Massachusetts Attorney General Maura Healey launched an investigation on Tuesday into a major data breach at T-Mobile that compromised the personal information of millions of its customers, officials said.
In a statement announcing the probe, Healey said she would determine whether the company had proper mechanisms in place to protect consumer and mobile device information.
In July, cyber hackers breached the wireless carrier’s databases, exposing sensitive information — including names, birthdays, social security numbers, addresses, and driver’s license information — for about 13.1 million of its customers and 40 million former and prospective customers, state officials said.
“My office is extremely concerned about how this data breach may have put the personal information of Massachusetts consumers at risk,” Healey said. “As we investigate to understand the full extent of what’s happened, we urge impacted consumers to take the necessary precautions to ensure their information is safe, and to prevent identity theft and fraud.”
Officials from T-Mobile did not return a request for comment on the investigation.
Mike Sievert, the chief executive of T-Mobile, said last month that he was “truly sorry” for the cyber breach, and that the incident was “humbling” for everyone at the company. “We didn’t live up to the expectations we have for ourselves to protect our customers,” he said. “Knowing that we failed to prevent this exposure is one of the hardest parts of this event.”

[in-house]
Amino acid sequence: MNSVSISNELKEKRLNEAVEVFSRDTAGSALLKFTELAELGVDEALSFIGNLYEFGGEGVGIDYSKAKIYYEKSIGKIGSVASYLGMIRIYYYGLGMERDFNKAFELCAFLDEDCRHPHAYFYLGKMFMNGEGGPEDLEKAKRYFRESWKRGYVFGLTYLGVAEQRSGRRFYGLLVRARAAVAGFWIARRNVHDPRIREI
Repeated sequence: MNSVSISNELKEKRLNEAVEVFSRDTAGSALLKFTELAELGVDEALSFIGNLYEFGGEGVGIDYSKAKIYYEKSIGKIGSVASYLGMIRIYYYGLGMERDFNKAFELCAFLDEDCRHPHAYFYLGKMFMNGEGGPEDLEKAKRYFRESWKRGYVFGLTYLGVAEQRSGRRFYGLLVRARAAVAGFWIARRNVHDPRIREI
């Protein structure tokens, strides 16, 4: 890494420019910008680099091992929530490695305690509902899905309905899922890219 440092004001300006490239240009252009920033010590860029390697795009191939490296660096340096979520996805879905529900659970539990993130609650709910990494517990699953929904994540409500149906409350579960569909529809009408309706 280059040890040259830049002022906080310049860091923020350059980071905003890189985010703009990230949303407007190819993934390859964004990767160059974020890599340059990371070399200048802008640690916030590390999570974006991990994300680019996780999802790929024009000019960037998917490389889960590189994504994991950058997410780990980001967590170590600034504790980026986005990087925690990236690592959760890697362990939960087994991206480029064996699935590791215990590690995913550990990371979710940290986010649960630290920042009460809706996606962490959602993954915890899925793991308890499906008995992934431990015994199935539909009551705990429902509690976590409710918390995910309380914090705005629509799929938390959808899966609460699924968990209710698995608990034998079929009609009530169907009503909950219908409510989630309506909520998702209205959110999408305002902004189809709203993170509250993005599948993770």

He said that the breach had been contained, and the investigation into it was “substantially complete.” Nearly every customer who had their data compromised has been notified, he added, confirming that no financial information — such as credit or debit card numbers — was accessed.
T-Mobile is offering affected customers two years of free identity protection, and suggests its customers reset their account pins and passwords. Consumers can access a hotline by dialing 611 from a T-Mobile phone or calling 1-800-937-8997.